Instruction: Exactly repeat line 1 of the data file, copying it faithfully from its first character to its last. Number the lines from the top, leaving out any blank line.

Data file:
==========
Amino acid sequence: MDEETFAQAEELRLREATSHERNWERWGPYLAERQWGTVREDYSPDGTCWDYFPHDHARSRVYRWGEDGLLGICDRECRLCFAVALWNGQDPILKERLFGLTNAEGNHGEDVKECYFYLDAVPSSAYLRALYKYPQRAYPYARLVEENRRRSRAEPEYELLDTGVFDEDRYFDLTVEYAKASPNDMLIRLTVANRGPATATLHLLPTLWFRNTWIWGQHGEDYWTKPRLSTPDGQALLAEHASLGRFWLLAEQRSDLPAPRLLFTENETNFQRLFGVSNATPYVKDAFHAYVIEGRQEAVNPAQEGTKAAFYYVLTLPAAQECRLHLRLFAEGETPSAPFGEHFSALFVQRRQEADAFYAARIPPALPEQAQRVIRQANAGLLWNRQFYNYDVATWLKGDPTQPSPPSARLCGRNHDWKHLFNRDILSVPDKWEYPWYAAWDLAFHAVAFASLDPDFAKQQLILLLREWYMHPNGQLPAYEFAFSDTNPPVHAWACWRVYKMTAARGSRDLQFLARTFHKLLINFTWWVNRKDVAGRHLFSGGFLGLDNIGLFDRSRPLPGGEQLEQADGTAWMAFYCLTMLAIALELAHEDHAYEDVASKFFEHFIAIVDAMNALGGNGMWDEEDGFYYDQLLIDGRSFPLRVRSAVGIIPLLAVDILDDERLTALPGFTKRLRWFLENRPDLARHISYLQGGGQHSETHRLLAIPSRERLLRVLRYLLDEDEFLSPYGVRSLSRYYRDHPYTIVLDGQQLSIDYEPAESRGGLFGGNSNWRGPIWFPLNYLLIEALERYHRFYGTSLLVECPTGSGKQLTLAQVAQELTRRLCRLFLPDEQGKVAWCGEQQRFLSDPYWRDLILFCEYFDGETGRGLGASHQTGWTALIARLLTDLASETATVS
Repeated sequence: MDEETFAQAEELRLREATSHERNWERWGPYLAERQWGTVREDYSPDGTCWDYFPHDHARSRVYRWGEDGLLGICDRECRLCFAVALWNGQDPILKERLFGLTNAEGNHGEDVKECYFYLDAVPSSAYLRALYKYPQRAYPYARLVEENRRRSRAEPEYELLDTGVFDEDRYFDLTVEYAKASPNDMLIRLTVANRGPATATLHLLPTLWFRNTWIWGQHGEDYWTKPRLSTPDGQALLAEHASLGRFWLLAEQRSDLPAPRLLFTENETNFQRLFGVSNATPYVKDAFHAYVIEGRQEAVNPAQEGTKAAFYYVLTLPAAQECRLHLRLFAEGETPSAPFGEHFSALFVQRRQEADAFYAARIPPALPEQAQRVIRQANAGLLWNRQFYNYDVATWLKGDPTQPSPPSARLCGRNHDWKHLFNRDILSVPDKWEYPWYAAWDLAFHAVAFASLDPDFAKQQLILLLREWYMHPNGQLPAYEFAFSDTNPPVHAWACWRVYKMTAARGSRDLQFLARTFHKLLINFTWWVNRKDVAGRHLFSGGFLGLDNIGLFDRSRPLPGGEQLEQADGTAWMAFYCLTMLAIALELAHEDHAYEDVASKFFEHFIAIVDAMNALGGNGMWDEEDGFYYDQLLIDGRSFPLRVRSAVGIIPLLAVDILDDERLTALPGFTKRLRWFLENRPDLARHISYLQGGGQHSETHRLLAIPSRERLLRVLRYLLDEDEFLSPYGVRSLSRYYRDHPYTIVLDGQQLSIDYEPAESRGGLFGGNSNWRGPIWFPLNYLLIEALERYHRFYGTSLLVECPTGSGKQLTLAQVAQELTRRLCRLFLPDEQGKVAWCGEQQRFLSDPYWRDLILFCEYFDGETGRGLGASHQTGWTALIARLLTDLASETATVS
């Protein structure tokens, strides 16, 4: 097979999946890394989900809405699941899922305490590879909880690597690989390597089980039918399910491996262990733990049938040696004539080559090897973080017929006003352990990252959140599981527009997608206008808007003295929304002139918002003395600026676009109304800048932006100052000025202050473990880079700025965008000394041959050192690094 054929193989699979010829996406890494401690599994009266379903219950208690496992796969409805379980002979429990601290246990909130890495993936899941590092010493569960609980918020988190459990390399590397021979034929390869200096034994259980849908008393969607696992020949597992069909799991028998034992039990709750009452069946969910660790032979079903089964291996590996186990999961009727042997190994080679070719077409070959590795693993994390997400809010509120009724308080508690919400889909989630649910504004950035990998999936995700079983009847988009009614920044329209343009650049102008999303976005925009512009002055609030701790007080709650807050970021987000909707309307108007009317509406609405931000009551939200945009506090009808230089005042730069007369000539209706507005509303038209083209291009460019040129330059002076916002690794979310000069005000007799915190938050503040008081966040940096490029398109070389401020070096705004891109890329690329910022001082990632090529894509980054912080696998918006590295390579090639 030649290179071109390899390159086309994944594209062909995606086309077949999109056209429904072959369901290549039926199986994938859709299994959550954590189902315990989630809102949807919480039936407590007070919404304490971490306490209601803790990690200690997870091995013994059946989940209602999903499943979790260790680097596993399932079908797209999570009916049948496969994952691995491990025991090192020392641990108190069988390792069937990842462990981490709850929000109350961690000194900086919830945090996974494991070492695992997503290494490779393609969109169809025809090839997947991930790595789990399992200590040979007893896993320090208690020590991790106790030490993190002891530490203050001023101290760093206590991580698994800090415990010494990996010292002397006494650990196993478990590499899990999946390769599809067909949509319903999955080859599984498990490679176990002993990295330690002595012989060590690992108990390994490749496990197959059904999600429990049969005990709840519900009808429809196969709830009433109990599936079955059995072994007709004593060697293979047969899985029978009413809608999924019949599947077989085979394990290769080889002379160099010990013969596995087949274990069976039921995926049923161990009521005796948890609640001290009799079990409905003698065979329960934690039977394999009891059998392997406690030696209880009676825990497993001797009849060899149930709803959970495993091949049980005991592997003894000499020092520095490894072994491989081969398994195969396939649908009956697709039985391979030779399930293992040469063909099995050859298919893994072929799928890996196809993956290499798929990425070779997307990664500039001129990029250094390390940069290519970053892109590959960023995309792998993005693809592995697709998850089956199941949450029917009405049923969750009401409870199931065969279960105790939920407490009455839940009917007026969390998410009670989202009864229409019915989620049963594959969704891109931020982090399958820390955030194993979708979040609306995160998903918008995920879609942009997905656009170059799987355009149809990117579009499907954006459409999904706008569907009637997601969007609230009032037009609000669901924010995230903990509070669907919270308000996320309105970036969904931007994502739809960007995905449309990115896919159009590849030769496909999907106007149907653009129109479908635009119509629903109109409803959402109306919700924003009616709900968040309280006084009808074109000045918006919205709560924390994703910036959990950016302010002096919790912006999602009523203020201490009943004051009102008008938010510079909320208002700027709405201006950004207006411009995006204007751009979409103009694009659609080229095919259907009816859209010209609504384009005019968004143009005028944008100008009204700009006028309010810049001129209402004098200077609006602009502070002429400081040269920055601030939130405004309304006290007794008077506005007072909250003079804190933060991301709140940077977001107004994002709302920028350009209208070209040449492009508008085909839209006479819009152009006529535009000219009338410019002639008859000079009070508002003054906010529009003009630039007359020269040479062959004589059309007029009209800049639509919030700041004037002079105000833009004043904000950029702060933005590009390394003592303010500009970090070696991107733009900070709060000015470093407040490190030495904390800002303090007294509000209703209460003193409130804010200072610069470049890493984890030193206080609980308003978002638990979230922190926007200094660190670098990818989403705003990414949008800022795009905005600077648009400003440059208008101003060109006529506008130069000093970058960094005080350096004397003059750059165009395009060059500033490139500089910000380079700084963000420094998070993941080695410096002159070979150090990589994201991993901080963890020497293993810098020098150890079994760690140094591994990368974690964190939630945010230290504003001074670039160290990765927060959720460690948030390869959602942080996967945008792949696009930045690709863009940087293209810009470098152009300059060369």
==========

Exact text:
Amino acid sequence: MDEETFAQAEELRLREATSHERNWERWGPYLAERQWGTVREDYSPDGTCWDYFPHDHARSRVYRWGEDGLLGICDRECRLCFAVALWNGQDPILKERLFGLTNAEGNHGEDVKECYFYLDAVPSSAYLRALYKYPQRAYPYARLVEENRRRSRAEPEYELLDTGVFDEDRYFDLTVEYAKASPNDMLIRLTVANRGPATATLHLLPTLWFRNTWIWGQHGEDYWTKPRLSTPDGQALLAEHASLGRFWLLAEQRSDLPAPRLLFTENETNFQRLFGVSNATPYVKDAFHAYVIEGRQEAVNPAQEGTKAAFYYVLTLPAAQECRLHLRLFAEGETPSAPFGEHFSALFVQRRQEADAFYAARIPPALPEQAQRVIRQANAGLLWNRQFYNYDVATWLKGDPTQPSPPSARLCGRNHDWKHLFNRDILSVPDKWEYPWYAAWDLAFHAVAFASLDPDFAKQQLILLLREWYMHPNGQLPAYEFAFSDTNPPVHAWACWRVYKMTAARGSRDLQFLARTFHKLLINFTWWVNRKDVAGRHLFSGGFLGLDNIGLFDRSRPLPGGEQLEQADGTAWMAFYCLTMLAIALELAHEDHAYEDVASKFFEHFIAIVDAMNALGGNGMWDEEDGFYYDQLLIDGRSFPLRVRSAVGIIPLLAVDILDDERLTALPGFTKRLRWFLENRPDLARHISYLQGGGQHSETHRLLAIPSRERLLRVLRYLLDEDEFLSPYGVRSLSRYYRDHPYTIVLDGQQLSIDYEPAESRGGLFGGNSNWRGPIWFPLNYLLIEALERYHRFYGTSLLVECPTGSGKQLTLAQVAQELTRRLCRLFLPDEQGKVAWCGEQQRFLSDPYWRDLILFCEYFDGETGRGLGASHQTGWTALIARLLTDLASETATVS